A prefecture in Japan is a district under the government. Japan’s prefectures form the first level of administrative division. The country is divided into 47 prefectures, two of which are urban prefectures, one is a territory or circuit, and the other is a metropolis. All the prefectures are equal in autonomy except Tokyo which has retained some additional municipal authority within its territories. The first prefectures were created in 1868 by Meiji Fuhanken Sanchisei to replace the rural and urban administrators. However, all the 47 administrative divisions as they exist today were created by the turn of the 20th century. There are four types of prefectures but the four have little functional differences between them.
Prefectures by Type
During the Meiji Restoration, Japan was divided into three prefectures. One of the division was “Fu” which represented the urban prefectures (Ken was for the rural prefectures). By 1868, 10 “Fu” had been created. However, some of the prefectures acquired non-urban land or were amalgamated into other territories. In 1869, only three prefectures remained. Osaka-fu, Kyoto-fu, and Tokyo-fu. Tokyo became a metropolis in 1943. Today, only Osaka and Kyoto are categorized as “Fu.” Osaka is the third largest prefecture in Japan with a population of approximately 8.8 million people while Kyoto is the 13th largest with 2.6 million people.
“Do” or circuit was a term used to refer to regions of Japan with several provinces. The only remaining circuit in Japan is the Hokkaido. Hokkaido was initially referred to as “Settlement Envoyship” by the Meiji government. It was later divided into three prefectures which were again consolidated as Hokkaido Department in 1886. The department was dissolved in 1947 and Hokkaido became a prefecture. The prefecture is the 7th largest in Japan with a population of 5.4 million people. It is divided into several sub-prefectures for ease of administration.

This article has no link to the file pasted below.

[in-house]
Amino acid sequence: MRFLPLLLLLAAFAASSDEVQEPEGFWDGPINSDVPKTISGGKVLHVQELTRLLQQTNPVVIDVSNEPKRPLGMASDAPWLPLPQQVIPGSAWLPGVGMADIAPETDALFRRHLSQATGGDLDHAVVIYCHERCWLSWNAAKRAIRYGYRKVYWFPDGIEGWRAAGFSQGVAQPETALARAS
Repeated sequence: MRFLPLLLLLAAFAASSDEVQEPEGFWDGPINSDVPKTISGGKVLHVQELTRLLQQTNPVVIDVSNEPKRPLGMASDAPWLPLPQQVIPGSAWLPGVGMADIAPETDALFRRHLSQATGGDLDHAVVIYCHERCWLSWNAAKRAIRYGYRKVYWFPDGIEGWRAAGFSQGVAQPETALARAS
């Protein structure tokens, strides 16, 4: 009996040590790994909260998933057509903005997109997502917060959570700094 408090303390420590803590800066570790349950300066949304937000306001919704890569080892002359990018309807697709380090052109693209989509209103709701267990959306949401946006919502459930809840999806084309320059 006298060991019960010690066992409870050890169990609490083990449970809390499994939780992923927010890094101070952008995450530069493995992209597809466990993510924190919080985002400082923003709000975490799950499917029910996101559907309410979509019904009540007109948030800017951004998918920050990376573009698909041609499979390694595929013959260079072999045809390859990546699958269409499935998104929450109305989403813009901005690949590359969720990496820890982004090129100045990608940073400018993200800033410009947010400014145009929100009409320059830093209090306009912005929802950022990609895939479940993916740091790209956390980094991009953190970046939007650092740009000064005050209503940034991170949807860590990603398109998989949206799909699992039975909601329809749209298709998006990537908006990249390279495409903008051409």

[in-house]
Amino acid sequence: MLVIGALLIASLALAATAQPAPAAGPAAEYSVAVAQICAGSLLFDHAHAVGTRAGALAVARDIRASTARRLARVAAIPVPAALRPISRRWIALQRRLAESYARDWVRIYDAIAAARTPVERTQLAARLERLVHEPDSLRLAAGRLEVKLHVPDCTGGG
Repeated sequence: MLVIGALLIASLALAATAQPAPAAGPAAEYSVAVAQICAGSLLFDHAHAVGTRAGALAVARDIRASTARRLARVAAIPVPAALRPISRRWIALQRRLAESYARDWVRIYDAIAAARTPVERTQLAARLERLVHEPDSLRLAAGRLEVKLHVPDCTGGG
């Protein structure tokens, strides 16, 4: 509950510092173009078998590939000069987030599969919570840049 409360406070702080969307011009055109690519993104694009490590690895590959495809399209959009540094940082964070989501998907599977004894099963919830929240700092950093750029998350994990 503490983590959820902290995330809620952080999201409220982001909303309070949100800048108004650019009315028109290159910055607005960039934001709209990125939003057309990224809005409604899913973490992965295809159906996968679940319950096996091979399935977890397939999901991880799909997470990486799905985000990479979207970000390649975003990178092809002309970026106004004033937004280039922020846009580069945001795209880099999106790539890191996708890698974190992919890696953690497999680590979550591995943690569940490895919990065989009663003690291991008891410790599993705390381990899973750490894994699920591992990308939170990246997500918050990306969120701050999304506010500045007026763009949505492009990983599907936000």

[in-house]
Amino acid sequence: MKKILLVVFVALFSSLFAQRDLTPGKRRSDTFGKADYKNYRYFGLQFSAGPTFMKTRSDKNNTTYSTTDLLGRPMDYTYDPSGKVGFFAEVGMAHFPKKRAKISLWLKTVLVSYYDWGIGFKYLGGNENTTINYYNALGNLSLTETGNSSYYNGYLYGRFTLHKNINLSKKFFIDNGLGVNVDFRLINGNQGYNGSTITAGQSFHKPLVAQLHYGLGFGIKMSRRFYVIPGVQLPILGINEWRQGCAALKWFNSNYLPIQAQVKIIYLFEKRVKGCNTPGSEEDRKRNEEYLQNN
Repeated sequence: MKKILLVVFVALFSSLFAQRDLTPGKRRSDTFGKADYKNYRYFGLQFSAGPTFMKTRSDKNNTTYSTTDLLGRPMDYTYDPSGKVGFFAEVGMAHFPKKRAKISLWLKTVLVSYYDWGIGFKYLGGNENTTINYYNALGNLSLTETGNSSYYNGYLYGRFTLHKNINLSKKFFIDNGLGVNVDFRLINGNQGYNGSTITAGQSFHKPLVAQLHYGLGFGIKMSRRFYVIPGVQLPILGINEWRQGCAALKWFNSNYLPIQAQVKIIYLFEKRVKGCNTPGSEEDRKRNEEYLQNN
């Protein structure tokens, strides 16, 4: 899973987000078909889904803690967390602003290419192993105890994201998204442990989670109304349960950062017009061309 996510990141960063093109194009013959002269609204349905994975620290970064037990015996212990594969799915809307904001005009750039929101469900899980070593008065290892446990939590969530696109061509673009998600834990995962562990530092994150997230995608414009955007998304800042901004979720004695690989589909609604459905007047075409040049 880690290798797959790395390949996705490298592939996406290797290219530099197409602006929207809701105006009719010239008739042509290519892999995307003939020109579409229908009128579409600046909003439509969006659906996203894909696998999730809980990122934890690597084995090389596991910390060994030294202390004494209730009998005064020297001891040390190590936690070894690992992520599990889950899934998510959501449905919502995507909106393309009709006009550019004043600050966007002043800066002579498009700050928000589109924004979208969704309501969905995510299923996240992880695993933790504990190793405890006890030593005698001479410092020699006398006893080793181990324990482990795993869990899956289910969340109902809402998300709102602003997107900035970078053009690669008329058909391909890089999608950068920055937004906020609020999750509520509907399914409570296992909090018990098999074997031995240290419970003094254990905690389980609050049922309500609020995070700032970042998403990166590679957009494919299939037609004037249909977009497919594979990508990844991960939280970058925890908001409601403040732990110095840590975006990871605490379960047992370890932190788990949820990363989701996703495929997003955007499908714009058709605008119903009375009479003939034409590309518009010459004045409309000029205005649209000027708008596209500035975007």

Only one prefecture, Tokyo, is referred to as “To” which translates to “metropolis.” Initially, Tokyo was considered a “Fu” alongside Osaka and Kyoto. However, it was established as Tokyo metropolis in 1943 following the merging of Tokyo prefecture and the city of Tokyo. Tokyo has been the capital of Japan since 1869 and is currently the largest prefecture with a population of 13.5 million people. The metropolitan prefecture has the largest metropolitan economy in the world.
“Ken” are considered the rural prefectures and the highest number of prefectures (43) fall under this type. The name is derived from a classical Chinese character which carries a provincial or rural connotation. The largest “Ken” is Kanagawa, which is also the second-largest prefecture in Japan with a population of 9 million people. Other significantly large prefectures in this category are Aichi, Saitama, Chiba, Hyogo, and Fukuoka. Each of these prefectures has a population of at least 5 million people.
Japanese Prefectures by ISO
The Japanese prefectures are also divided into eight regions known as “Chiho.” The eight regions are not officially specified and do not have elected representatives. However, the country has a tradition of ordering prefectures into geographic regions. This kind of ordering prefecture is anchored on Japan’s International Organization for Standardization. The regions and number of prefectures making them are (from south to north); Kyushu (8 prefectures), Shikoku (4), Chugoku (5), Kansai (7), Chubu (9), Kanto (7), Tohoku (6), and Hokkaido (1).